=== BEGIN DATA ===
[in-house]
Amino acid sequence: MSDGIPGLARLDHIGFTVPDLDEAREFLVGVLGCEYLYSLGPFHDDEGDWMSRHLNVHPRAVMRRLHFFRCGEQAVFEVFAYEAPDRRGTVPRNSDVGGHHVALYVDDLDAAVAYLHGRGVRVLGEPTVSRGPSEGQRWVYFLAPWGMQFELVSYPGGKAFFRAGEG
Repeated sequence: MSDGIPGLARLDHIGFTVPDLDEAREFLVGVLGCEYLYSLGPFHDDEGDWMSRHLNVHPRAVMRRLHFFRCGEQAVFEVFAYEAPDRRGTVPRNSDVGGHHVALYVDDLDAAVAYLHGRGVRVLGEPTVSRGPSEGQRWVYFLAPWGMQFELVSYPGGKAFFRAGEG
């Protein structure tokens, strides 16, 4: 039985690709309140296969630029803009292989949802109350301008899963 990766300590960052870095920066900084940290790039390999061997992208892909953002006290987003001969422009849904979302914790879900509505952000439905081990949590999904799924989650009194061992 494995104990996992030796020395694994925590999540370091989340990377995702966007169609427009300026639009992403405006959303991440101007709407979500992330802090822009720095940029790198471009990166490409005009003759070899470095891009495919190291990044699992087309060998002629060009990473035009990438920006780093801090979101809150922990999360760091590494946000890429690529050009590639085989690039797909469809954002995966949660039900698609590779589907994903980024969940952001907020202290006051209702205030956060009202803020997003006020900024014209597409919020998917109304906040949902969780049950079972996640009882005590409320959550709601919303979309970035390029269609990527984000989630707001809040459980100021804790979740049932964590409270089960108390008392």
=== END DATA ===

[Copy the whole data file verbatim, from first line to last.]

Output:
[in-house]
Amino acid sequence: MSDGIPGLARLDHIGFTVPDLDEAREFLVGVLGCEYLYSLGPFHDDEGDWMSRHLNVHPRAVMRRLHFFRCGEQAVFEVFAYEAPDRRGTVPRNSDVGGHHVALYVDDLDAAVAYLHGRGVRVLGEPTVSRGPSEGQRWVYFLAPWGMQFELVSYPGGKAFFRAGEG
Repeated sequence: MSDGIPGLARLDHIGFTVPDLDEAREFLVGVLGCEYLYSLGPFHDDEGDWMSRHLNVHPRAVMRRLHFFRCGEQAVFEVFAYEAPDRRGTVPRNSDVGGHHVALYVDDLDAAVAYLHGRGVRVLGEPTVSRGPSEGQRWVYFLAPWGMQFELVSYPGGKAFFRAGEG
């Protein structure tokens, strides 16, 4: 039985690709309140296969630029803009292989949802109350301008899963 990766300590960052870095920066900084940290790039390999061997992208892909953002006290987003001969422009849904979302914790879900509505952000439905081990949590999904799924989650009194061992 494995104990996992030796020395694994925590999540370091989340990377995702966007169609427009300026639009992403405006959303991440101007709407979500992330802090822009720095940029790198471009990166490409005009003759070899470095891009495919190291990044699992087309060998002629060009990473035009990438920006780093801090979101809150922990999360760091590494946000890429690529050009590639085989690039797909469809954002995966949660039900698609590779589907994903980024969940952001907020202290006051209702205030956060009202803020997003006020900024014209597409919020998917109304906040949902969780049950079972996640009882005590409320959550709601919303979309970035390029269609990527984000989630707001809040459980100021804790979740049932964590409270089960108390008392």